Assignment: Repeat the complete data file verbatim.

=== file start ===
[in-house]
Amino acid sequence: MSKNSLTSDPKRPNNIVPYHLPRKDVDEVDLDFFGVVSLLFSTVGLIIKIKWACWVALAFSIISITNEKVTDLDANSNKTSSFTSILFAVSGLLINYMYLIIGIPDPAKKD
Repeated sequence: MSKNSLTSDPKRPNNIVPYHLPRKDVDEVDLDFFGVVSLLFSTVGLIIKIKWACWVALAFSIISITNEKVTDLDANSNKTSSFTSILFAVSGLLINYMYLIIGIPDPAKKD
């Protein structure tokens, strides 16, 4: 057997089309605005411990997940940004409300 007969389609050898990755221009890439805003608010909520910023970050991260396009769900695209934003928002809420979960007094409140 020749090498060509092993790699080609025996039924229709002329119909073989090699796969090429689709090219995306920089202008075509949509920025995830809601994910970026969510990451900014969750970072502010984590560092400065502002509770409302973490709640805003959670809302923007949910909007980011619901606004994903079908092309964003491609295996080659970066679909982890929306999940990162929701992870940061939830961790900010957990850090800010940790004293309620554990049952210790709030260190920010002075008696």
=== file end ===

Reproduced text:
[in-house]
Amino acid sequence: MSKNSLTSDPKRPNNIVPYHLPRKDVDEVDLDFFGVVSLLFSTVGLIIKIKWACWVALAFSIISITNEKVTDLDANSNKTSSFTSILFAVSGLLINYMYLIIGIPDPAKKD
Repeated sequence: MSKNSLTSDPKRPNNIVPYHLPRKDVDEVDLDFFGVVSLLFSTVGLIIKIKWACWVALAFSIISITNEKVTDLDANSNKTSSFTSILFAVSGLLINYMYLIIGIPDPAKKD
């Protein structure tokens, strides 16, 4: 057997089309605005411990997940940004409300 007969389609050898990755221009890439805003608010909520910023970050991260396009769900695209934003928002809420979960007094409140 020749090498060509092993790699080609025996039924229709002329119909073989090699796969090429689709090219995306920089202008075509949509920025995830809601994910970026969510990451900014969750970072502010984590560092400065502002509770409302973490709640805003959670809302923007949910909007980011619901606004994903079908092309964003491609295996080659970066679909982890929306999940990162929701992870940061939830961790900010957990850090800010940790004293309620554990049952210790709030260190920010002075008696």